After returning to England with another convoy the Syren undertook a brief cruise off Havre de Grace prior to a laborious three-month stint off Weymouth in attendance on the King during the summer of 1800. Gosselin then took a convoy to Cork that winter and was sent out with a further convoy to the West Indies during February 1801. He remained on the Jamaican station until the peace, during which time, in October 1801, he took passage in the Merlin 16, Commander John Child, to assume command of the Melampus 36 from the indisposed Captain Graham Moore off Vera Cruz in the Gulf of Mexico. The Melampus was paid off on 23 June 1802 after he brought her back to England with Rear-Admiral Robert Montagu a passenger.

Gosselin brought the Melampus home from the West Indies in 1802

Gosselin’s next appointment did not occur until February 1804, when he became the flag captain to Admiral Hon. William Cornwallis on the Ville de Paris 110 off Brest, the ship having been recommissioned by Captain Tristram Robert Ricketts. In May he was appointed to the Argo 44 serving in the Mediterranean, but it is not clear whether he took up the appointment, for in August he was instructed to recommission the frigate Latona 38 at Deptford. During November he sailed from Portsmouth to join the Channel Fleet, and in the following March he brought the Latona into Plymouth carrying one hundred and ninety-five thousand dollars that had been taken out of a Spanish capture. During the same year he commanded the inshore squadron in the Channel, taking the Spanish privateer Amphion 12 which was only three days out of San Sebastian on 22 October 1805. Early in 1806 there was some concern that the Latona might have been lost whilst cruising with the Dragon 74, Captain Edward Griffith, but news was gratefully received that they were safe in the Bay of Biscay.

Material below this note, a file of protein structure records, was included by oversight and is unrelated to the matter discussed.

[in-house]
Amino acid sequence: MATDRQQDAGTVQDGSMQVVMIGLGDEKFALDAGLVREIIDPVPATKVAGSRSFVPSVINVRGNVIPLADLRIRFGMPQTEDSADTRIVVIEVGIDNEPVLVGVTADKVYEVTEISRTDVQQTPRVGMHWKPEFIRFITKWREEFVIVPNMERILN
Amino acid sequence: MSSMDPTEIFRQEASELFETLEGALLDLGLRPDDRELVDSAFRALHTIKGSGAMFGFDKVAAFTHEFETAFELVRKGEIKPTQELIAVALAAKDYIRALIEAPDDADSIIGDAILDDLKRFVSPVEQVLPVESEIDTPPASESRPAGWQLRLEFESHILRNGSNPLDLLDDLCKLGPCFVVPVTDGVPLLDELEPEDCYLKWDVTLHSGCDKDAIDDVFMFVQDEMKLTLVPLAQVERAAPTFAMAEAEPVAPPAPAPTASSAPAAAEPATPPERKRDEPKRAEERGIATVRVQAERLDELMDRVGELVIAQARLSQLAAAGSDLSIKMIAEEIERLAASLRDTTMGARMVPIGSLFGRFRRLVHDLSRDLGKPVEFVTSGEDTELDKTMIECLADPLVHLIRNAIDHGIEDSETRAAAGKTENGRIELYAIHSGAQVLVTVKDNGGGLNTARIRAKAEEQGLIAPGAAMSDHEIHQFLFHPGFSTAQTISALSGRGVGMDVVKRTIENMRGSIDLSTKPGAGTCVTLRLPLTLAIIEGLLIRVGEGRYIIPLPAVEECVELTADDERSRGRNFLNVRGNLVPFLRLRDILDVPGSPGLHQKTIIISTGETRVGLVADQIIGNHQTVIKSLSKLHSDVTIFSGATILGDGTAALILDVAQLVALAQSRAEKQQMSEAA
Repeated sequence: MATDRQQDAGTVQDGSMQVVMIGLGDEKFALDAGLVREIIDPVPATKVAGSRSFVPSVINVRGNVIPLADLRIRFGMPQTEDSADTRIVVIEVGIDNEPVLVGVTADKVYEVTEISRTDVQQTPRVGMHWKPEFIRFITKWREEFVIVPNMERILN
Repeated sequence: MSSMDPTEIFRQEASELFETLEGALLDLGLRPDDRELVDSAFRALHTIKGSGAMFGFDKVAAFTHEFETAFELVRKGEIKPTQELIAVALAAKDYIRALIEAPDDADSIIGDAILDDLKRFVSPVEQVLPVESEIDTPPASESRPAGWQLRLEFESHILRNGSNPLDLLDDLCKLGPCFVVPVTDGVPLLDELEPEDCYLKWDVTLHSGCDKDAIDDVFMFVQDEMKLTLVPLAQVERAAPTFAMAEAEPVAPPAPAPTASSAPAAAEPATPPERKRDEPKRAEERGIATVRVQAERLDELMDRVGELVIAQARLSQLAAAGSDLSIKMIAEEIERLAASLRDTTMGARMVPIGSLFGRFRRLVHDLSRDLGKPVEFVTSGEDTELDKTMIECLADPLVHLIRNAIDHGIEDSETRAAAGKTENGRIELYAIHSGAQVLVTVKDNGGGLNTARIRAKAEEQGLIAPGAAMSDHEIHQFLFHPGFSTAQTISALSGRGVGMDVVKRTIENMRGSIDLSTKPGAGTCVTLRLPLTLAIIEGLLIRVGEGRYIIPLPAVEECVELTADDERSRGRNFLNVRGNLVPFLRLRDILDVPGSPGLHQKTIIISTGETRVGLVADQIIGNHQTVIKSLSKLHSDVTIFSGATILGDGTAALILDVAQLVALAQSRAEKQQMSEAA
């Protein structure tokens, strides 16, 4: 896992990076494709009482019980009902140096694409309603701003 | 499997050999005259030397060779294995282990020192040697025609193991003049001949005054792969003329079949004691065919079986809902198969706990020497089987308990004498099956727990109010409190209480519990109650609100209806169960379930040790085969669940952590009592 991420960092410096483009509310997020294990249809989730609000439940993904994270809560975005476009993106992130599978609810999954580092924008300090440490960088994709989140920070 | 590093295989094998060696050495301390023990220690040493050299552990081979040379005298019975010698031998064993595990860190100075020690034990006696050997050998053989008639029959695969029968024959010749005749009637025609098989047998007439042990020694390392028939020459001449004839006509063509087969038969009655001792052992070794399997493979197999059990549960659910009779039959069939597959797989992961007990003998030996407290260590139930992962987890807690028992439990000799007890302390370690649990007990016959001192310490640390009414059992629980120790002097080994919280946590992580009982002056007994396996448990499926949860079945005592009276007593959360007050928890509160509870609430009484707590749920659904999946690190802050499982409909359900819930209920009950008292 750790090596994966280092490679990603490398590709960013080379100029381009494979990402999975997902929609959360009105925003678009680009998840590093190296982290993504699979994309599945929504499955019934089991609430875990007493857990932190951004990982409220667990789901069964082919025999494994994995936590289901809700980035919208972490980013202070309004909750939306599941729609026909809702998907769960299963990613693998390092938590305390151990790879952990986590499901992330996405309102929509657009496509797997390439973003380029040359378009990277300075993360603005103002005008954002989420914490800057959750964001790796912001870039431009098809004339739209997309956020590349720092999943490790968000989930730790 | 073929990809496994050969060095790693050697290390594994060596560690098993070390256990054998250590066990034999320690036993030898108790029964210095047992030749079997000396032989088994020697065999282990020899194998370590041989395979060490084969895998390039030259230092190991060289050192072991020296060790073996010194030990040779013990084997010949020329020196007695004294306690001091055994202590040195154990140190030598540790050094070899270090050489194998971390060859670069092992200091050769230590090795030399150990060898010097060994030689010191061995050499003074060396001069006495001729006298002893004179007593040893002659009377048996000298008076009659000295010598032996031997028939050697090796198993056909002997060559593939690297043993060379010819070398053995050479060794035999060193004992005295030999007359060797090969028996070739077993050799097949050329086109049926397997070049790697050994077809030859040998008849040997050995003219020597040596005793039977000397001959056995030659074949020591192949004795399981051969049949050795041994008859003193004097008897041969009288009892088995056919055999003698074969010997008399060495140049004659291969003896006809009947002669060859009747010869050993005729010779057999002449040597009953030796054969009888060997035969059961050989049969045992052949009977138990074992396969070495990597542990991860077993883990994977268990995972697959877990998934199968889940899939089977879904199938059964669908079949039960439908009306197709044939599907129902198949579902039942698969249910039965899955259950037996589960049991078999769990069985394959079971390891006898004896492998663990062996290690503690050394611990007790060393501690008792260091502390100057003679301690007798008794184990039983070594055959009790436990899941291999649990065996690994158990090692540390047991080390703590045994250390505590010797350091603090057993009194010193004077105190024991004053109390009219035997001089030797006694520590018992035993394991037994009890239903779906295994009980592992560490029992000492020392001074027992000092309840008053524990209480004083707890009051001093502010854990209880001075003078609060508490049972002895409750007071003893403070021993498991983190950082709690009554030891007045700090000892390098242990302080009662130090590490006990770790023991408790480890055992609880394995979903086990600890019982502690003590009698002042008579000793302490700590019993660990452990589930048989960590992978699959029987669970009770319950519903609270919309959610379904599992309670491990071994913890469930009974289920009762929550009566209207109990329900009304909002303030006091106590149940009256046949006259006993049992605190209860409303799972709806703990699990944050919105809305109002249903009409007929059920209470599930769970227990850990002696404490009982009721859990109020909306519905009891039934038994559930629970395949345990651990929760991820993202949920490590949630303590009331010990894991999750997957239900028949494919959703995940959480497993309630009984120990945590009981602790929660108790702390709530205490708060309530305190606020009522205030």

In July 1806 the Latona arrived at Plymouth after a five-month cruise before sailing to join the Channel Fleet off Brest. Gosselin now commanded the Audacious 74, to which he had been appointed some months previously, serving under Rear-Admiral Richard Strachan in the Channel, and during the search for Rear-Admiral Willaumez’ squadron, in the course of which duty his ship was dismasted in a hurricane and left Plymouth for Portsmouth in early October for repairs. The Audacious was based in the Channel during 1807 and after serving under the orders of Commodore Sir Richard King off Ferrol that winter Gosselin escorted General Sir John Moore’s army to and from Sweden in the early summer of 1808. In August 1808 he proceeded to the Tagus in command of a squadron conveying troops to Portugal, and he was employed in the embarkation of Moore’s army following the Battle of Corunna on 16 January 1809.

After returning home from Portugal Gosselin resigned from the Audacious in March 1809, the month of his marriage, and he was unable through poor health to accept the command of the newly commissioned Cressy 74.

He was advanced to the rank of rear-admiral on 4 June 1814, vice-admiral on 27 May 1825 and admiral on 23 November 1841. Most controversially he was denied elevation to the rank of admiral of the fleet following the death of Sir Thomas Byam Martin in 1854, despite being at the head of the admiral’s list. It is possible that this slight was because he had been on half-pay for the best part of half a century.

Despite erroneous notices in the press of his demise in May 1857, Gosselin eventually died on Jersey on 27 November. A memorial in his honour was erected at St. Leonard’s Church, Bengeo, Hertfordshire.

He married Sarah Hadsley of Ware Priory, Hertfordshire on 18 March 1809, with the ceremony being taken by the Archbishop of York. His wife died six and a half years later in November 1815 having had issue one son and three daughters. A nephew, Joshua, served with him above the Latona. His address was given as Bengeo Hall, Hertfordshire

Following his career in the Navy Gosselin sat as a magistrate in Hertfordshire whilst also playing a full role in London society with his daughters, and later being a visitor of note to Brighton.